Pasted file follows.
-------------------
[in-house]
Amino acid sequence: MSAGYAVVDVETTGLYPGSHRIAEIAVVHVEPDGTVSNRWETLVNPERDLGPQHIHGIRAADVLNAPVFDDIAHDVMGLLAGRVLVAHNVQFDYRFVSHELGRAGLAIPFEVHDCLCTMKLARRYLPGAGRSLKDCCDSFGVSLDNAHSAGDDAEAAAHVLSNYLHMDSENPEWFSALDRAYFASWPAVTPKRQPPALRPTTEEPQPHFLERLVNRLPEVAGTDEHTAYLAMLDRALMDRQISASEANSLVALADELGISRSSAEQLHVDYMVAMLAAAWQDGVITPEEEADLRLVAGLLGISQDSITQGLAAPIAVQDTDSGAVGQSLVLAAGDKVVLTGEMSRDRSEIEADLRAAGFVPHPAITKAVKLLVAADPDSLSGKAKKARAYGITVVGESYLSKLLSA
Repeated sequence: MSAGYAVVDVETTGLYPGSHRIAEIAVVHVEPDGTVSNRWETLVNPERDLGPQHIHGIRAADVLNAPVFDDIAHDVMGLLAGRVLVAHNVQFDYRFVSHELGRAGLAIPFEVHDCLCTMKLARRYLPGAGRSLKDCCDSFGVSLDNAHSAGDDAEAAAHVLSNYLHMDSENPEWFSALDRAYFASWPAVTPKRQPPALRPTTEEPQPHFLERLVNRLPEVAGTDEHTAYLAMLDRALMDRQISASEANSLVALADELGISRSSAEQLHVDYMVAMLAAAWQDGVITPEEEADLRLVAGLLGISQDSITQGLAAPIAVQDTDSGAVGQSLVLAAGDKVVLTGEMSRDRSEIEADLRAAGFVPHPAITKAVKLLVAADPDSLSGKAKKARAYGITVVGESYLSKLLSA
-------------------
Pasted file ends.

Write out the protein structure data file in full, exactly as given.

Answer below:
[in-house]
Amino acid sequence: MSAGYAVVDVETTGLYPGSHRIAEIAVVHVEPDGTVSNRWETLVNPERDLGPQHIHGIRAADVLNAPVFDDIAHDVMGLLAGRVLVAHNVQFDYRFVSHELGRAGLAIPFEVHDCLCTMKLARRYLPGAGRSLKDCCDSFGVSLDNAHSAGDDAEAAAHVLSNYLHMDSENPEWFSALDRAYFASWPAVTPKRQPPALRPTTEEPQPHFLERLVNRLPEVAGTDEHTAYLAMLDRALMDRQISASEANSLVALADELGISRSSAEQLHVDYMVAMLAAAWQDGVITPEEEADLRLVAGLLGISQDSITQGLAAPIAVQDTDSGAVGQSLVLAAGDKVVLTGEMSRDRSEIEADLRAAGFVPHPAITKAVKLLVAADPDSLSGKAKKARAYGITVVGESYLSKLLSA
Repeated sequence: MSAGYAVVDVETTGLYPGSHRIAEIAVVHVEPDGTVSNRWETLVNPERDLGPQHIHGIRAADVLNAPVFDDIAHDVMGLLAGRVLVAHNVQFDYRFVSHELGRAGLAIPFEVHDCLCTMKLARRYLPGAGRSLKDCCDSFGVSLDNAHSAGDDAEAAAHVLSNYLHMDSENPEWFSALDRAYFASWPAVTPKRQPPALRPTTEEPQPHFLERLVNRLPEVAGTDEHTAYLAMLDRALMDRQISASEANSLVALADELGISRSSAEQLHVDYMVAMLAAAWQDGVITPEEEADLRLVAGLLGISQDSITQGLAAPIAVQDTDSGAVGQSLVLAAGDKVVLTGEMSRDRSEIEADLRAAGFVPHPAITKAVKLLVAADPDSLSGKAKKARAYGITVVGESYLSKLLSA